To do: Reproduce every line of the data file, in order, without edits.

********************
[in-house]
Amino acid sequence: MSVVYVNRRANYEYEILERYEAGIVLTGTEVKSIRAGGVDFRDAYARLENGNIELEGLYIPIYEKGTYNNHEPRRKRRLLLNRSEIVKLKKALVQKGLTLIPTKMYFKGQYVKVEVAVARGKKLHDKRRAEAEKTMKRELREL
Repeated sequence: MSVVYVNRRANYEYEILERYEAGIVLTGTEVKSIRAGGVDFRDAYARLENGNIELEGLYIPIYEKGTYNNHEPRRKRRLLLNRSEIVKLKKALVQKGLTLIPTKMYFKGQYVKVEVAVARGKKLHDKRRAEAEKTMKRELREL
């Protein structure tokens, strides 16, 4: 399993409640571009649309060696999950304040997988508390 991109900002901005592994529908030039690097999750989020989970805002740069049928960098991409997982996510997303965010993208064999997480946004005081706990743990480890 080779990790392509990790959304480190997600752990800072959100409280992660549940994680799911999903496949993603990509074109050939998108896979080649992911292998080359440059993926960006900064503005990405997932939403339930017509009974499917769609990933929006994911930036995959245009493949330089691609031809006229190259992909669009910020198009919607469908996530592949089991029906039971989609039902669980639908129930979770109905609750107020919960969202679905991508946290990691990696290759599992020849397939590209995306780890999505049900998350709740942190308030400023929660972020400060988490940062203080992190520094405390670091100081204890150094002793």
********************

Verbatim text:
[in-house]
Amino acid sequence: MSVVYVNRRANYEYEILERYEAGIVLTGTEVKSIRAGGVDFRDAYARLENGNIELEGLYIPIYEKGTYNNHEPRRKRRLLLNRSEIVKLKKALVQKGLTLIPTKMYFKGQYVKVEVAVARGKKLHDKRRAEAEKTMKRELREL
Repeated sequence: MSVVYVNRRANYEYEILERYEAGIVLTGTEVKSIRAGGVDFRDAYARLENGNIELEGLYIPIYEKGTYNNHEPRRKRRLLLNRSEIVKLKKALVQKGLTLIPTKMYFKGQYVKVEVAVARGKKLHDKRRAEAEKTMKRELREL
């Protein structure tokens, strides 16, 4: 399993409640571009649309060696999950304040997988508390 991109900002901005592994529908030039690097999750989020989970805002740069049928960098991409997982996510997303965010993208064999997480946004005081706990743990480890 080779990790392509990790959304480190997600752990800072959100409280992660549940994680799911999903496949993603990509074109050939998108896979080649992911292998080359440059993926960006900064503005990405997932939403339930017509009974499917769609990933929006994911930036995959245009493949330089691609031809006229190259992909669009910020198009919607469908996530592949089991029906039971989609039902669980639908129930979770109905609750107020919960969202679905991508946290990691990696290759599992020849397939590209995306780890999505049900998350709740942190308030400023929660972020400060988490940062203080992190520094405390670091100081204890150094002793």